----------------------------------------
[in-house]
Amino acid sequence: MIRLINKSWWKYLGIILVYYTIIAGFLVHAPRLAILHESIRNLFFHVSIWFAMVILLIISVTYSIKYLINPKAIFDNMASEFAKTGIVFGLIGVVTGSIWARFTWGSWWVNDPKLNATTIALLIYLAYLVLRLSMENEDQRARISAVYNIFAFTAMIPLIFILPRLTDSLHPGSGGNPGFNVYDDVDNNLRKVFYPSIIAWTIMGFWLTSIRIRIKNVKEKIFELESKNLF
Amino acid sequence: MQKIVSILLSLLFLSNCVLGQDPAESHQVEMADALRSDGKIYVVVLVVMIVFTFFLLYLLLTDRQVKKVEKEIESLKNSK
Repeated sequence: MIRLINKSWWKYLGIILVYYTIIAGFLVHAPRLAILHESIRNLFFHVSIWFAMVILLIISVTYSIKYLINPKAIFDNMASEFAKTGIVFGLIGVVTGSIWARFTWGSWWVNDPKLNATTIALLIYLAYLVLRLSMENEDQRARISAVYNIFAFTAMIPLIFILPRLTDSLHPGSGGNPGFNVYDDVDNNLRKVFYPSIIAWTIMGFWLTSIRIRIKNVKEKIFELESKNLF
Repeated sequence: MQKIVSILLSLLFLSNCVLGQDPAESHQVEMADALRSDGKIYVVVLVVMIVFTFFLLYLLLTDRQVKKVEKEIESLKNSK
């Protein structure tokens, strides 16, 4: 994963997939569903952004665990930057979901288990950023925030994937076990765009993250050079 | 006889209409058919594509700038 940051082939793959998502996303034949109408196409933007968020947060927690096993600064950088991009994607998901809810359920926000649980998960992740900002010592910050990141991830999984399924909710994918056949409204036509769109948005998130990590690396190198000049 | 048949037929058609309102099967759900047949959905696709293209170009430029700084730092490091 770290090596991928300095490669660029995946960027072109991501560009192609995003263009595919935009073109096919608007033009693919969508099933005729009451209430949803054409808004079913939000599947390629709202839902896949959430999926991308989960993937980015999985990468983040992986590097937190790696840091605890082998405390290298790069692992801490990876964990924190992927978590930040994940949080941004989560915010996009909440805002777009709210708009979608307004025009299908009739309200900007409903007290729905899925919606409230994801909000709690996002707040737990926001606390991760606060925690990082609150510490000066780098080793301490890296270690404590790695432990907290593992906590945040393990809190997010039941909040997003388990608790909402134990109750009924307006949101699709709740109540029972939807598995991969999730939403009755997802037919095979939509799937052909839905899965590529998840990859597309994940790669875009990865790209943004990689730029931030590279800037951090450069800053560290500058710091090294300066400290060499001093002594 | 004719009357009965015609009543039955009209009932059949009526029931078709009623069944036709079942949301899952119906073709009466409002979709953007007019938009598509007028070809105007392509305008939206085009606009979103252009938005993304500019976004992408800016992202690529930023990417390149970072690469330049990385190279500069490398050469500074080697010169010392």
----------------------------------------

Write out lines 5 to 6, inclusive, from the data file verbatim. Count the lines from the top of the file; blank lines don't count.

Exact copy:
Repeated sequence: MQKIVSILLSLLFLSNCVLGQDPAESHQVEMADALRSDGKIYVVVLVVMIVFTFFLLYLLLTDRQVKKVEKEIESLKNSK
């Protein structure tokens, strides 16, 4: 994963997939569903952004665990930057979901288990950023925030994937076990765009993250050079 | 006889209409058919594509700038 940051082939793959998502996303034949109408196409933007968020947060927690096993600064950088991009994607998901809810359920926000649980998960992740900002010592910050990141991830999984399924909710994918056949409204036509769109948005998130990590690396190198000049 | 048949037929058609309102099967759900047949959905696709293209170009430029700084730092490091 770290090596991928300095490669660029995946960027072109991501560009192609995003263009595919935009073109096919608007033009693919969508099933005729009451209430949803054409808004079913939000599947390629709202839902896949959430999926991308989960993937980015999985990468983040992986590097937190790696840091605890082998405390290298790069692992801490990876964990924190992927978590930040994940949080941004989560915010996009909440805002777009709210708009979608307004025009299908009739309200900007409903007290729905899925919606409230994801909000709690996002707040737990926001606390991760606060925690990082609150510490000066780098080793301490890296270690404590790695432990907290593992906590945040393990809190997010039941909040997003388990608790909402134990109750009924307006949101699709709740109540029972939807598995991969999730939403009755997802037919095979939509799937052909839905899965590529998840990859597309994940790669875009990865790209943004990689730029931030590279800037951090450069800053560290500058710091090294300066400290060499001093002594 | 004719009357009965015609009543039955009209009932059949009526029931078709009623069944036709079942949301899952119906073709009466409002979709953007007019938009598509007028070809105007392509305008939206085009606009979103252009938005993304500019976004992408800016992202690529930023990417390149970072690469330049990385190279500069490398050469500074080697010169010392």